The U.S. military faces numerous challenges. Among these are the burgeoning costs of healthcare and persistently limited participation of women.
Practical solutions exist which can tackle both of these problems simultaneously.
To be sure, these problems are serious. According to the U.S. Census Bureau’s Statistical Abstract, total Department of Defense healthcare expenditures grew from $13.7 billion in 2000 to $36.5 billion in 2009, a nearly 30% average annual growth.
Just as seriously, despite progress in the 1970s and 80s, the proportion of women in the various services remains well below 25%. This has been true even in the service academies where concerted effort is made to recruit and retain female students.
A major factor driving women to refrain- and/or dropout from service is mistimed pregnancy. Like Fantine of Hugo’s Les Miserables, women’s control over their pregnancy is critical to their participation in reputable work. In fact, the statement “women [enlistees of fiscal year 1984] left primarily at their own request because of pregnancy” from a 1990 GAO report, Women in the Military: Attrition and Retention, remains fairly true in 2013.
Unwanted pregnancies are a significant contributor to healthcare expenditures. Indeed, according to the April 2012 issue of Medical Surveillance Monthly Report (MSMR), more than 13% of total bed days, and about 5% of total lost work days in 2011, among all U.S. service members were pregnancy and delivery-related.
Also, according to the July 2007 MSMR, about half of all pregnancies to military women were “mistimed or unwanted at the time of conception.”
A new study in the February 2013 issue of Obstetrics and Gynecology reports that “eleven percent of [military] women reported an unintended pregnancy in the prior 12 months,” and that this trend grew worse from 2005 to 2008.
These findings, combined with the added knowledge that repeated studies have demonstrated low rates of contraception use by servicewomen of reproductive age, clearly delineate an area in need of focused attention by the Defense Department’s Military Health System.
Remedy of this situation is prudent, not only as a cost- saving measure, but more importantly as a policy of just and fair treatment of women. It’s especially relevant given the Pentagon‘s recent decision to open front-line combat posts to women.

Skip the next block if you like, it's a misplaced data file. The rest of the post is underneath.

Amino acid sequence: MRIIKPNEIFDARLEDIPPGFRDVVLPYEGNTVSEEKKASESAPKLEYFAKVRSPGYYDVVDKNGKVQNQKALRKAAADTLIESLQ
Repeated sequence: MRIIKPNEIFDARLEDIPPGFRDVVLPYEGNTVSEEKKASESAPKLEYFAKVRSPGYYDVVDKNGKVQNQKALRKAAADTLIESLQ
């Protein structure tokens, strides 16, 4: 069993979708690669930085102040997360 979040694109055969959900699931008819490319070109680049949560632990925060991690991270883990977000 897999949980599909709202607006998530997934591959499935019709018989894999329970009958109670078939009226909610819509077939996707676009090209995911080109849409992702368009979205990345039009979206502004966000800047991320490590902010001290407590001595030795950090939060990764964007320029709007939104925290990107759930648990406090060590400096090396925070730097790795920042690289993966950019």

A focused unwanted/unintended pregnancy prevention education campaign, combined with greater availability of the most effective methods of contraception, i.e. intrauterine devices and injectable or implantable contraceptives, will help improve the health of servicewomen and reduce costs significantly.
Some politicians or religious figures might raise concerns about contraceptive use leading to promiscuity among members of the armed forces. This concern is the traditional argument against contraception, but has never been scientifically substantiated. Sexual activity is a complex behavior related to many factors far more commanding than fear of pregnancy — including family ties and expectations, peer-group membership and character traits like impulsivity.
However, there is no denying that fewer unwanted pregnancies will mean fewer abortions, improved health for women, greater participation (recruitment and retention) of women in the military, and a smaller healthcare bill for the nation’s taxpayers
The Military Health Service should act now.
Artin Terhakopian is a psychiatrist and a major in the U.S. Army, but the views expressed here are his own. In the last decade, he worked at Walter Reed Army Medical Center in Washington, D.C., the William Beaumont Army Medical Center in El Paso, Texas, and the 10th Combat Support Hospital while it was deployed to Iraq. He is currently a student at the Command and General Staff College at Fort Leavenworth, Kansas.